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Wednesday, 21 April 2010

Magical Jaisalmer Fort

Impressions of India: 19
I’m currently travelling for 3 months in India, through Goa, Kerala and Rajasthan, with a pretty hot and hectic schedule of boutique hotel reviews. The galleries below are my online photojournalist diary of scenes caught, people met and things found along the way. I hope you enjoy the journey as much as I did and am still.

Please do take a moment to log and/or e-mail me your reactions and comments and, if you're on Facebook, attend/join my Indian Adventures photo-blog cyber-event there, or become a Follower, due right on this page? The more people I know are reading and enjoying it, the more fuel it adds to my fire.

Jaisalmer Fort, built in 1156 by the Rajput ruler Jaisala, was reinforced by subsequent rulers and has 99 bastions around its circumference. Apparently the only 'living' fort in the world, my Lonely Planet guidebook, and another travellers Footprint one, declared that the toll taken by the tourist footprint and government indifference meant it was in danger of collapse, and on the World Monuments Watch list of the 100 most endangered heritage sites worldwide. As a result Lonely Planet doesn't list any hotels inside the fort and urges travellers to 'make their own ethical decision'. However, Raj and other Fort hotel-owners swore this was a lie spread by hotels outside the fort to get more business. And when I checked online, I found that they were right - it isn't on the WMW or Unesco list of endangered sites at all.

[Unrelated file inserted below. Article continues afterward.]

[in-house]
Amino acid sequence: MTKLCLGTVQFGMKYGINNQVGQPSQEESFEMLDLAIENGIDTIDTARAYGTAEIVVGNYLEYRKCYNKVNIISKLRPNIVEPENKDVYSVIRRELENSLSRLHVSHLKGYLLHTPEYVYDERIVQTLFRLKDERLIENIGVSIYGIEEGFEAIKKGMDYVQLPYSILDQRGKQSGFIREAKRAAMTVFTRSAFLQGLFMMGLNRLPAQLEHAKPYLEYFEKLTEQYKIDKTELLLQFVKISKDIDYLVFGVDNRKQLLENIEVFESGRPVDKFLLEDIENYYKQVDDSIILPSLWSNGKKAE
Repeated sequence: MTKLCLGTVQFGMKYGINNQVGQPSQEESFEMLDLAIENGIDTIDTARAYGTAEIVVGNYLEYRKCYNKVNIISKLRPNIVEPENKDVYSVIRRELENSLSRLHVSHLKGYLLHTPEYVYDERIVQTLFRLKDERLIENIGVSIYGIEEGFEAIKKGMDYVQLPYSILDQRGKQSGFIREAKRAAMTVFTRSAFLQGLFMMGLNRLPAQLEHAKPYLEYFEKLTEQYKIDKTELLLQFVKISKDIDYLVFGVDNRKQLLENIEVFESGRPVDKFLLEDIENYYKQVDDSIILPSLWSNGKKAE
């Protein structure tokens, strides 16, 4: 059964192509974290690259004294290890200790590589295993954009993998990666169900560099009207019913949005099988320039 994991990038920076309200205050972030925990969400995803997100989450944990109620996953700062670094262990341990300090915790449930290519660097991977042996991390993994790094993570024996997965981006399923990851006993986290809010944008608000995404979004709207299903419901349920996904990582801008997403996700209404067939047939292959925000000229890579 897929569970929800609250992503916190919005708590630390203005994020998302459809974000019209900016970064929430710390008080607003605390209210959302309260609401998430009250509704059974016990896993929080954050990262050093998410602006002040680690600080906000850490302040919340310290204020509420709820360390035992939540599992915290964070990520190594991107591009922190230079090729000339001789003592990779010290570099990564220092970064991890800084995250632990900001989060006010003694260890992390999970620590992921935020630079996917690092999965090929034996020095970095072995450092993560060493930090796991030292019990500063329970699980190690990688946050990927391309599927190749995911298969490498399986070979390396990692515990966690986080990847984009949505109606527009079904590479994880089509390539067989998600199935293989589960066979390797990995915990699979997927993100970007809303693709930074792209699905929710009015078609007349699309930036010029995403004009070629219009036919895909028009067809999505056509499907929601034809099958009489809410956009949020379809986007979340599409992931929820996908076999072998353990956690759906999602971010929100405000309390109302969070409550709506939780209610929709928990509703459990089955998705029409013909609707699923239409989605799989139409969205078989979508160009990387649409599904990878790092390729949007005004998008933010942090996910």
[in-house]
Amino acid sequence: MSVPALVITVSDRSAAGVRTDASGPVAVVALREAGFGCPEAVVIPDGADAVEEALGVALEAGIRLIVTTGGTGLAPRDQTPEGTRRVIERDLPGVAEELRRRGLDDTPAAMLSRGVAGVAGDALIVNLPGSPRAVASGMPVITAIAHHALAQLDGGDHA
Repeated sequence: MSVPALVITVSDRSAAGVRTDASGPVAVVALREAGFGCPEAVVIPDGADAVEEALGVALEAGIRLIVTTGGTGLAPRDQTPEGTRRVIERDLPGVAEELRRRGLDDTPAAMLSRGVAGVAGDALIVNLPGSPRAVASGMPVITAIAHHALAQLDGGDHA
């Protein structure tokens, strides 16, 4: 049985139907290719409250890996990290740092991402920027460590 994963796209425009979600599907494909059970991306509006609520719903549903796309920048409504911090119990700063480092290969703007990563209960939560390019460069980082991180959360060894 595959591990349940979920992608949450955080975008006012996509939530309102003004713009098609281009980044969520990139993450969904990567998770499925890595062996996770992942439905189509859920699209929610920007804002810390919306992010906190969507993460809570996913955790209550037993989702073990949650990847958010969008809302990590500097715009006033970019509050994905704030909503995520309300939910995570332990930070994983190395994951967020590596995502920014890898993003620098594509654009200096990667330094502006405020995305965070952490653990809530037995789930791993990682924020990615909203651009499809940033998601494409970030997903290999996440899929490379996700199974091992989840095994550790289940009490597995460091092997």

2 out of a big group of women, with their children, selling souvenirs and jewellery just inside the entrance to the Fort.

A poster in a rooftop Fort restaurant, whose gentle owner Vishnu said yes, he did indeed try to follow all its instructions on a daily basis.
When Raj, the owner of the haveli I was reviewing, saw this picture, taken in one of the streets near his hotel, he said 'That's my son!' - though it looks more like a girl, so he might have been pulling my leg. 
The entrance to Gadsisar Lake, constructed in 1367 by Maharawal Gadsisingh, which has been the main source of water to Jaisalmer Fort for centuries. The entrance sign also said: 'Many small temples and shrines adorn this lake. The beautiful arched gateway believed to have been built by a courtesan.'